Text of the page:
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local seo
Perex

Are you wondering how you can check the local position of your clients in SERP, even if you’re not located in their specific city or area? In the following blog, you’ll learn about the methods we use to simulate our position.

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Google is improving its search every day to provide users with the most relevant results to their search queries. The number of smartphone users is increasing every year. Google is trying to show the most relevant answers to user by personalizing the search results, consequently increasing the importance of local search. Location is one of the primary factors of local SEO.

Location-based Search Results


By improving search relevance, Google is preferring local search results which is quite understandable. For example, imagine the following situation. Your car breaks down. First think you do – other than swearing – you reach for your smartphone and search for a car service. Naturally, you expect search results with the closest available car service options based on your current location. Results that are miles away from you would not be relevant to you, right? I guess you don’t want to spend a fortune on the tow service.


Typical local search results are local services like repair shops, restaurants, hotels, hairdresser’s, bars, etc. The typical feature of these local results in Google’s SERP is a map with their location, or the Google My Business panel. For one of our clients, we managed to rank not just for services, but also for product-related search results with the GMB panel appearing. So, if you put some more effort into local SEO, Google can award you by ranking for search phrases you didn’t except at all.

County-based Search Results

Another type of local SEO are country-based search results. Here, at MADE It Digital, we see that most of the time this type of search mainly influences products (ecommerce) phrases where people search for the name of the product (or brand). But it can be also a completely different phrase users search for in every language. If you were searching for “Samsung Galaxy S8” or “Xbox One X”, your preferences need to be exactly defined within Google (e.g. language, your location) to get the most relevant results for you. Otherwise, search results can be different from your location. Not to mention, if you are checking local search results for your client in a different country, you need to precisely define the country and the location of your client’s business.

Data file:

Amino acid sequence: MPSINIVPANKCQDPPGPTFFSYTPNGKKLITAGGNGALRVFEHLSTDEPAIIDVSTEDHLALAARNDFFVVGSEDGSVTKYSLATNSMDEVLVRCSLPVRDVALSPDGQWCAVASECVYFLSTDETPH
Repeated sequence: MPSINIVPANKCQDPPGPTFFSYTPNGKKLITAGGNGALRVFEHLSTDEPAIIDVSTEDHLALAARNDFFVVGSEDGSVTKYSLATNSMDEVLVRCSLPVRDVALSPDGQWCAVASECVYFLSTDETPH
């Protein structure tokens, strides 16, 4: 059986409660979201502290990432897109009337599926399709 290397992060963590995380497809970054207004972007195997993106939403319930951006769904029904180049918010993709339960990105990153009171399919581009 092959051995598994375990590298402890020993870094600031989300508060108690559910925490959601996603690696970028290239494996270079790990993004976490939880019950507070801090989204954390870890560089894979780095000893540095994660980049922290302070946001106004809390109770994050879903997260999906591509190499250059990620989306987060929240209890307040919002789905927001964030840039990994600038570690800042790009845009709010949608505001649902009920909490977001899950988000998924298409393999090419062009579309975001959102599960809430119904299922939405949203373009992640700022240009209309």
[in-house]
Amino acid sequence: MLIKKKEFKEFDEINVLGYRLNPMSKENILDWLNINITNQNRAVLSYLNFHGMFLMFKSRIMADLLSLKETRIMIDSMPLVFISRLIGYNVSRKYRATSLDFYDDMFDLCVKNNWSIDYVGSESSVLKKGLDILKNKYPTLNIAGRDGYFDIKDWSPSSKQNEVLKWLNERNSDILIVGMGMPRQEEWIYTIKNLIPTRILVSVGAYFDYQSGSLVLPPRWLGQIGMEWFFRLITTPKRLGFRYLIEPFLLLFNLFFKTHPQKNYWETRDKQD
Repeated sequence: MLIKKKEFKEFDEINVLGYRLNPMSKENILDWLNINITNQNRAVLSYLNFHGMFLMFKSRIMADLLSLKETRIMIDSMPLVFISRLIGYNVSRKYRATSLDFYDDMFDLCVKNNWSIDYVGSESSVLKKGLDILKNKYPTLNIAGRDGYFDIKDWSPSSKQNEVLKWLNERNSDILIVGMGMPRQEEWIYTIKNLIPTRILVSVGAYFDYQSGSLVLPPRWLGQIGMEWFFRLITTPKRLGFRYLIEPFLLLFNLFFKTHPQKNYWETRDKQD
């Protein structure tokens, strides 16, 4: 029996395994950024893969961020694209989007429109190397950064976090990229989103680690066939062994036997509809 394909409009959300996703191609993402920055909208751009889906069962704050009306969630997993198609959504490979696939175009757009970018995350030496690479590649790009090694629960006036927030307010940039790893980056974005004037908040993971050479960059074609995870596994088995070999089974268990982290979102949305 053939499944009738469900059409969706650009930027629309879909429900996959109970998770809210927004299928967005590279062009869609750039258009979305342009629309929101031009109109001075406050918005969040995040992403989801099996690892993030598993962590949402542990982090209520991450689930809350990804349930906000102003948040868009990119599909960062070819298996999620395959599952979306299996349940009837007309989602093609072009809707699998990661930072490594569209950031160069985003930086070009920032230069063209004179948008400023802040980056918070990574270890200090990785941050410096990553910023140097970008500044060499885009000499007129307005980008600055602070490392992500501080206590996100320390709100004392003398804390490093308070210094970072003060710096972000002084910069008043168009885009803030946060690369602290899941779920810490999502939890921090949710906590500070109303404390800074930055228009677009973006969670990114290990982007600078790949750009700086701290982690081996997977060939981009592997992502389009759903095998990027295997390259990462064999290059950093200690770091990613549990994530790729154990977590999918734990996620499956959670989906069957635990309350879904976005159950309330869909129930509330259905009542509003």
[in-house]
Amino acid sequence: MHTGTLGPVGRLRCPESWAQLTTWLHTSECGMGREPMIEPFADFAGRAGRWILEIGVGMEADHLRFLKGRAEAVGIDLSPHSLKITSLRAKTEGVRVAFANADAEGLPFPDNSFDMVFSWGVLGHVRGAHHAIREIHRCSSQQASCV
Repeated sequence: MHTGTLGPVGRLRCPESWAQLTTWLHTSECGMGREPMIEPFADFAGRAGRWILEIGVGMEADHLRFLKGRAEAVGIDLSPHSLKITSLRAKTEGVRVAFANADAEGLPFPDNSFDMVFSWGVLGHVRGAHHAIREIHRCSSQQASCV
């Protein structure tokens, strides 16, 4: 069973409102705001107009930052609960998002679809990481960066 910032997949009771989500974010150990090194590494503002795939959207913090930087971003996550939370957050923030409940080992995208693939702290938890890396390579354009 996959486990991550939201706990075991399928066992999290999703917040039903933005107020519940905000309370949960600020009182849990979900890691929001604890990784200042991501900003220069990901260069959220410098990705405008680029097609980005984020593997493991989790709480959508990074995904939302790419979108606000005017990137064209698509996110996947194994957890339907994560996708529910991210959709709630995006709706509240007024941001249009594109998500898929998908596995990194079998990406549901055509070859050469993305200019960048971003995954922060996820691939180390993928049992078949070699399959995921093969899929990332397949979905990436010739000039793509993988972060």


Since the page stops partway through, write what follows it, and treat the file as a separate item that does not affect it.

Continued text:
How To See Local Search Results? Several Ways To Do It


In the next part of the blog, we want to share with you several ways we use to adjust search results based on a specific location. We think that the following are the most efficient:

  • changing the parameters in the URL
     
  • changing the configuration of Google and Chrome
     
  • using various tools
     

Changing the Parameters in The URL


After going through Google’s documentation about Google Custom Search, we can learn about useful parameters that can be also applied in the global search engine results page. Based on them, we can modify our search query. In the URL of your search query, you can find the following parameters:

 

vyhladavace-parametre-url

Name Parameter Explanation Example (Australia)
language setting &hl=language changes the Gogle interface language &hl=en
country setting &gl=countryCode changes the Google interface country &gl=au
targeting a specific language &lr=lang_language limits results to a language &lr=lang_en
targeting a specific country &cr=country_CR limits results to a country &cr=countryAU 
specifying the area &near=cityname limits results to a city &near=sydney 

 

However, the &near=cityname string is not the best option for showing local search results. Most likely, targeting smaller cities will not be accurate. Google will show you results geographically close to your defined location. Another limitation of this method is that Google doesn’t provide us with related terms people search for in the given location.